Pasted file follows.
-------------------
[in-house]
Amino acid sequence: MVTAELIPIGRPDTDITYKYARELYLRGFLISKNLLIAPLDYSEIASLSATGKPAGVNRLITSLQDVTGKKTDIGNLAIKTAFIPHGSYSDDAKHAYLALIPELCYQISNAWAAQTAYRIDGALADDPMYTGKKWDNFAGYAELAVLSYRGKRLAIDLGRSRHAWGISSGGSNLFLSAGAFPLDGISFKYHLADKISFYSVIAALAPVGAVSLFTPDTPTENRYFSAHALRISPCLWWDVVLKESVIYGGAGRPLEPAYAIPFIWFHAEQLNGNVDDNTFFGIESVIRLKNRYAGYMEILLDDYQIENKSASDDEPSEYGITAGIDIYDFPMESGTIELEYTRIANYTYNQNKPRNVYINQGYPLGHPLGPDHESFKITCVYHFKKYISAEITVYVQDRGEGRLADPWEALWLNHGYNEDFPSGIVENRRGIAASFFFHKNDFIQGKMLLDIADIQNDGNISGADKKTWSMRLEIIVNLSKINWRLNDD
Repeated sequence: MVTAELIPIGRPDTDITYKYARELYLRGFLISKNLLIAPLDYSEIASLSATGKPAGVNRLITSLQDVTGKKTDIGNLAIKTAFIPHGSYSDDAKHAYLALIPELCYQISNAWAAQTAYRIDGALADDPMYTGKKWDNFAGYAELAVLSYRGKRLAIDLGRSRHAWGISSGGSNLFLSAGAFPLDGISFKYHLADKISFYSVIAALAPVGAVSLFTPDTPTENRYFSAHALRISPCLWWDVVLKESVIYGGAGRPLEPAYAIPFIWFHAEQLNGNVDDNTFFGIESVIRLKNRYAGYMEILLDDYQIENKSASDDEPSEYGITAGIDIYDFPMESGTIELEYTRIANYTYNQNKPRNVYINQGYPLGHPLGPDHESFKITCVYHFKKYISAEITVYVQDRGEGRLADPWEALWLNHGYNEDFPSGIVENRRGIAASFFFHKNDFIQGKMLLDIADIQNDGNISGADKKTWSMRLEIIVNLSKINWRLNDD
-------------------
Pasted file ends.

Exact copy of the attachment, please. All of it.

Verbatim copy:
[in-house]
Amino acid sequence: MVTAELIPIGRPDTDITYKYARELYLRGFLISKNLLIAPLDYSEIASLSATGKPAGVNRLITSLQDVTGKKTDIGNLAIKTAFIPHGSYSDDAKHAYLALIPELCYQISNAWAAQTAYRIDGALADDPMYTGKKWDNFAGYAELAVLSYRGKRLAIDLGRSRHAWGISSGGSNLFLSAGAFPLDGISFKYHLADKISFYSVIAALAPVGAVSLFTPDTPTENRYFSAHALRISPCLWWDVVLKESVIYGGAGRPLEPAYAIPFIWFHAEQLNGNVDDNTFFGIESVIRLKNRYAGYMEILLDDYQIENKSASDDEPSEYGITAGIDIYDFPMESGTIELEYTRIANYTYNQNKPRNVYINQGYPLGHPLGPDHESFKITCVYHFKKYISAEITVYVQDRGEGRLADPWEALWLNHGYNEDFPSGIVENRRGIAASFFFHKNDFIQGKMLLDIADIQNDGNISGADKKTWSMRLEIIVNLSKINWRLNDD
Repeated sequence: MVTAELIPIGRPDTDITYKYARELYLRGFLISKNLLIAPLDYSEIASLSATGKPAGVNRLITSLQDVTGKKTDIGNLAIKTAFIPHGSYSDDAKHAYLALIPELCYQISNAWAAQTAYRIDGALADDPMYTGKKWDNFAGYAELAVLSYRGKRLAIDLGRSRHAWGISSGGSNLFLSAGAFPLDGISFKYHLADKISFYSVIAALAPVGAVSLFTPDTPTENRYFSAHALRISPCLWWDVVLKESVIYGGAGRPLEPAYAIPFIWFHAEQLNGNVDDNTFFGIESVIRLKNRYAGYMEILLDDYQIENKSASDDEPSEYGITAGIDIYDFPMESGTIELEYTRIANYTYNQNKPRNVYINQGYPLGHPLGPDHESFKITCVYHFKKYISAEITVYVQDRGEGRLADPWEALWLNHGYNEDFPSGIVENRRGIAASFFFHKNDFIQGKMLLDIADIQNDGNISGADKKTWSMRLEIIVNLSKINWRLNDD